There's a very well-known experiment in developmental psychology called the "A-not-B task." The experiment goes something like this: you, the experimenter, are seated opposite a human infant. Within the reach of both you and the child are two boxes: box "A," and box "B." You hide a toy in "A," in full view of the infant. As expected, the infant reaches for "A" to retrieve the toy. You repeat the process several times. Each time you hide the toy in "A," and each time the infant reaches for "A" to find the toy. Experimental set-ups like this are extremely common in infant and animal studies. When trying to determine how a young baby - barely able to interact with you or the world - thinks about the world, you've really got two options: design an experiment that relies on the infant's ability to direct his or her eye gaze to a given location, or one that relies on the infant's ability to (somewhat clumsily) reach towards a given location.
So you keep hiding the toy in "A" and the baby keeps searching for the toy in "A." Simple enough. But what happens if you suddenly hide the toy in "B"? Remember, you're hiding the toy in full view of the infant. An older child or an adult would simply reach for "B" to retrieve the toy. But not the infant. But, despite having just seen the object hidden in the new "B" location, infants between 8 and 12 months of age (the age at which infants begin to have enough motor control to successfully reach for an object) frequently look for it under box "A," where it had previously been hidden. This effect, first demonstrated by Jean Piaget, is called the perseverative search error or sometimes the A-not-B error.
The A-not-B error is one of the most replicated findings in developmental psychology, but it seems almost as if for every time the experiment and results have been replicated, there has been a new explanation presented for why the error itself even occurs. Piaget thought that the existence of the object under A is causally related to the search response itself. That is, independent of where the object was hidden, searching under A would result in the object being found at A. In other words, he thought that the error reflected the immaturity of the child's understanding of object permanence, which is the understanding that objects continue to exist even after they become hidden. When a ball rolls under a couch, according to Piaget, an infant with incomplete object permanence would behave as if the object ceased to exist since it is no longer visible. Other more recent explanations have suggested that the infants are unable to inhibit a previously rewarded motor response, perhaps reflecting the immaturity of the prefrontal cortex, or that the error is due to limitations on working (short-term) memory. Others have suggested that infants are unable to switch their attention from location A to location B, presumably also due to underdeveloped executive functioning in the prefrontal cortex. This would reflect perseveration in attention rather than in search behavior, per se. Yet others have implicated the putative mirror neuron system to explain the error.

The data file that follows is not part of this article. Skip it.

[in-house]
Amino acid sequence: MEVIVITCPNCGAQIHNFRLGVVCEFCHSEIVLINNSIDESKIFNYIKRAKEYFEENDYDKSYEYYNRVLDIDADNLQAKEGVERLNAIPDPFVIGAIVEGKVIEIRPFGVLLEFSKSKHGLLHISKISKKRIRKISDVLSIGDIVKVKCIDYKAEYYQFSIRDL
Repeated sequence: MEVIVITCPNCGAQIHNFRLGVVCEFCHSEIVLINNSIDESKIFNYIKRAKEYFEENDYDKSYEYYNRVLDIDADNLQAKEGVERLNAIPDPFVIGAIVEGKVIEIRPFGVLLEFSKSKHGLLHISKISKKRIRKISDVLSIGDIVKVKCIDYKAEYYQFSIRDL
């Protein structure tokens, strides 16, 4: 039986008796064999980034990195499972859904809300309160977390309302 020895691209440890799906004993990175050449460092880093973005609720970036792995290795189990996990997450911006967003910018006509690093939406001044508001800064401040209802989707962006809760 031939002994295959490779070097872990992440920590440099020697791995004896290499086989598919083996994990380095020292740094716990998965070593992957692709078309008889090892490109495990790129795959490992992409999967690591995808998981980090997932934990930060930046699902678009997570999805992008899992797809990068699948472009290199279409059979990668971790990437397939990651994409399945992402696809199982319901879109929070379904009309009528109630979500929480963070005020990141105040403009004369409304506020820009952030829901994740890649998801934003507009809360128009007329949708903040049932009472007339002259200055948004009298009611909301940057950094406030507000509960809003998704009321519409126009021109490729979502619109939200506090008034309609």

When experiments get replicated, even under the best of circumstances, there are minor tweaks in the way the experiment is conducted, like in the game telephone. What is especially remarkable, then, about the A-not-B error is that despite the methodological differences in conducting the experiment, the results are extremely consistent. Even if developmental and cognitive psychologists can't agree on why the error occurs, that it occurs is certain. But a finding without a solid explanation isn't particularly useful, is it?
One way to better determine the reason for the A-not-B error would be to find a way to break it. This isn't necessarily a ground-breaking idea: the common errors children make when learning to read, for example, tell us important things about the process of learning to read. When Dan Simons and Chris Chabris discovered inattentional blindness - essentially a breakdown in the attention system - that told researchers something really important about how attention works in the first place. So, are there any circumstances under which an infant under 12 months of age would reliably pass the test, and search for the toy at location B on the B trials?
A group of researchers from Hungary, including Hungarian rockstar developmental psychologists Gyo